Government held hostage: Are your records safe?
WILMINGTON, NC (WECT) - Ransomware attacks are on the rise across the nation. Local governments are juicy targets and a successful hack could bring the government to a standstill.
Information technology departments in the Cape Fear Region are on high alert to make sure your information isn't compromised by these hackers.
"We've actually had ransomware in the county," Leslie Chaney, the information technology (IT) director for New Hanover County, said. "But the scope has been minimized by the security measurements. We've never lost critical data or had to pay any ransom."
The hackers put a lock on the information and ask for money or else they will delete it. In some cases, governments have paid tens of thousands of dollars to recover vital information.
"I'm not surprised by any of those stories," Chaney said. "A lot of the breaches start with a human action such as following the link in the phishing email."
Chaney said the county has fallen victim to six ransomware attacks in her 13 years on the job here. But she said the county has never paid the ransom or lost any of the data.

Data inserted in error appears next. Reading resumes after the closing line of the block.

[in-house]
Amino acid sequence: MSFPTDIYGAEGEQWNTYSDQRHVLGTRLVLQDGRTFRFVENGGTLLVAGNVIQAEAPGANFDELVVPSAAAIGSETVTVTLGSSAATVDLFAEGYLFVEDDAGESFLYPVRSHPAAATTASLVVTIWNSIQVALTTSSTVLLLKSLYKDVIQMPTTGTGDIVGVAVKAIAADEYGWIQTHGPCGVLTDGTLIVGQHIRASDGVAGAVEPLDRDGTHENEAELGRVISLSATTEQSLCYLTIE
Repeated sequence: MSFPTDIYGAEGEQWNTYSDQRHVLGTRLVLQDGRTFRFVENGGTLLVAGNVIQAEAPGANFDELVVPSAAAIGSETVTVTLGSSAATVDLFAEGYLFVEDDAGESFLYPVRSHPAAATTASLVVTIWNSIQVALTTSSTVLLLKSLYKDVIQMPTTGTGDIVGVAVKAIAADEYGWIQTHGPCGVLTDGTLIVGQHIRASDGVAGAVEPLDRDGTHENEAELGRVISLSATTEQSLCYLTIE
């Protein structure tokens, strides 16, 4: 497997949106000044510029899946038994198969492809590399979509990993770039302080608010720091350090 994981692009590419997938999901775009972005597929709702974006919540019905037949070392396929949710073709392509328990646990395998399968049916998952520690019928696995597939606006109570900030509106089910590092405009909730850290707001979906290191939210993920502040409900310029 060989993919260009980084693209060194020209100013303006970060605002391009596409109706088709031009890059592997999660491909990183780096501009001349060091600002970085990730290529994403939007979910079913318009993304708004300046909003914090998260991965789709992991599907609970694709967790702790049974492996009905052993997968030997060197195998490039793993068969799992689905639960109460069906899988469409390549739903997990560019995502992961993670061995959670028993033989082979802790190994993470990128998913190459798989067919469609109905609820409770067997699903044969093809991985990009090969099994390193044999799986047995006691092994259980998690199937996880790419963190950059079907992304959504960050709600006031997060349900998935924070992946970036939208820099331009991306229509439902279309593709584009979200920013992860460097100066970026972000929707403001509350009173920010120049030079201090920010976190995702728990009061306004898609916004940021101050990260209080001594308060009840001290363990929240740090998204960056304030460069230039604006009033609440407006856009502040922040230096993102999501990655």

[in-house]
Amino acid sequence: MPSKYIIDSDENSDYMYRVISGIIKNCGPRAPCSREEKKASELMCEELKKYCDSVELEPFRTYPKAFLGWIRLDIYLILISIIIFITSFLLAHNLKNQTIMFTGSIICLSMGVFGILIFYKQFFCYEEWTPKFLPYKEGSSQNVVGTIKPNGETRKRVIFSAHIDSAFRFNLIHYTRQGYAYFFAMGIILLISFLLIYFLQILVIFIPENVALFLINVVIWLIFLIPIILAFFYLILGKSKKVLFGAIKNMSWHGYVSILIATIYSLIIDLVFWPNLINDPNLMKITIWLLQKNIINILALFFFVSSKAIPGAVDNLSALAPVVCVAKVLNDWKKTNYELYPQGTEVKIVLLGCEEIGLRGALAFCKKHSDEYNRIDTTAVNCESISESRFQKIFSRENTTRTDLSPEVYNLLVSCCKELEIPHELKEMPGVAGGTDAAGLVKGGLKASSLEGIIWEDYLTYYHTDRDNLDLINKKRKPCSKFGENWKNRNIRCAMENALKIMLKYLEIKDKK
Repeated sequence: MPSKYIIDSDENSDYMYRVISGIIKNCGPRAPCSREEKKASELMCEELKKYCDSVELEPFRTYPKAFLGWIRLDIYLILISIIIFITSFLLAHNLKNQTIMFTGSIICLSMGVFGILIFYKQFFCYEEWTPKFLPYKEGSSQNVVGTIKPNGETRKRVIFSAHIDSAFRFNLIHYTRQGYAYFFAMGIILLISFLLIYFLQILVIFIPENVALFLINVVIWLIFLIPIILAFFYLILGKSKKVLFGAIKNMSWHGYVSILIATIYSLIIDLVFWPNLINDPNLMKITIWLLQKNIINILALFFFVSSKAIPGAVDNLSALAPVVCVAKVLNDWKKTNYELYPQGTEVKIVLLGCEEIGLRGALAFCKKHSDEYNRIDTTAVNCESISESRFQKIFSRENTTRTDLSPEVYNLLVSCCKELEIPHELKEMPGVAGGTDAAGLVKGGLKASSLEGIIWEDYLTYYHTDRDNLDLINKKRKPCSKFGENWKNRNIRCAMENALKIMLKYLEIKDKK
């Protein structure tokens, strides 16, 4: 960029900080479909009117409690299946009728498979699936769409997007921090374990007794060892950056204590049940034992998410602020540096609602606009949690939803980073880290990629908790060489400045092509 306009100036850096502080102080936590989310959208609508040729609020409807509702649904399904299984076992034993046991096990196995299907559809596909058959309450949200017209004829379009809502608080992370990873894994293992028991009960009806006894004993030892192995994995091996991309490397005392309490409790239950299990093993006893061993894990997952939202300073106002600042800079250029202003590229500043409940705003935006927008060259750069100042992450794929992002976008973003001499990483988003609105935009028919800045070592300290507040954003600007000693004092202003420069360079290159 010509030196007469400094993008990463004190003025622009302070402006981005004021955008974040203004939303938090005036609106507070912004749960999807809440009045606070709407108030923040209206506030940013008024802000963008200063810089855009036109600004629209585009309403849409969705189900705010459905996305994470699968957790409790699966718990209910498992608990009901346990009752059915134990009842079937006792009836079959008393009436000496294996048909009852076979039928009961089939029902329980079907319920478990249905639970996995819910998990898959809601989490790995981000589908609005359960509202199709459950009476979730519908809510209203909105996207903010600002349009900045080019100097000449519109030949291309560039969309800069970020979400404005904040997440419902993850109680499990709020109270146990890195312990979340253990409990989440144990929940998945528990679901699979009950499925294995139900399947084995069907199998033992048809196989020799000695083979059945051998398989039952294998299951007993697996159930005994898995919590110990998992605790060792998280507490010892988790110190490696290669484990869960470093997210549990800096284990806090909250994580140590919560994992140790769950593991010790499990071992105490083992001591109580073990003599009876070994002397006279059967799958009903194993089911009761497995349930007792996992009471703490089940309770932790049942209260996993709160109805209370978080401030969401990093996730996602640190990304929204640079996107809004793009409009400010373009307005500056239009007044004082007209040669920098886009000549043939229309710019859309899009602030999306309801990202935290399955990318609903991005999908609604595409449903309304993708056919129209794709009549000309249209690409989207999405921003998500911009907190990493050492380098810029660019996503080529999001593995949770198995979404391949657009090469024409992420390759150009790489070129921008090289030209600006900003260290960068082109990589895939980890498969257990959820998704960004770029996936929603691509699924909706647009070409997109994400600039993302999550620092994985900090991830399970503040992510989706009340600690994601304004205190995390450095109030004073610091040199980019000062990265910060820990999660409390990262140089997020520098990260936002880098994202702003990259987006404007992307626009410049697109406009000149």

Montgomery County, the largest county in Alabama, fell victim to ransomware attacks earlier in the year. County commissioners paid hackers nearly $40,000 to free up the information.
"There's a public urge that, 'Hey government, I need to use your services. You need to resolve this in any way you can,'" Dr. Lucas Layman, a professor at UNCW, said as he detailed the pressure governments can feel from the public.
In a report from WSFA, Montgomery County officials said the backup servers were more than 90 percent full and they planned to wait until the next budget passed to upgrade the servers.
Chaney said her team in New Hanover County takes extra precautions to make sure they aren't handcuffed in the same way.
"We have a person whose job it is to make sure those backups are successful every evening," Chaney said. "At any given time, we have three copies of every data set."
The hackers current focus is on local governments, but Layman predicts the ransomware could start hitting individuals more often.
"You need your own personal discipline. If the email looks fishy, don't click on it," Layman recommended. "Don't click on things (if) you don't know where they came from."
What seems like tedious, unnecessary steps can save you countless hours of headache and hundreds of dollars.
"(Ransomware) is one of those that, until it hits you, you don't appreciate how damaging it can be," Layman said.
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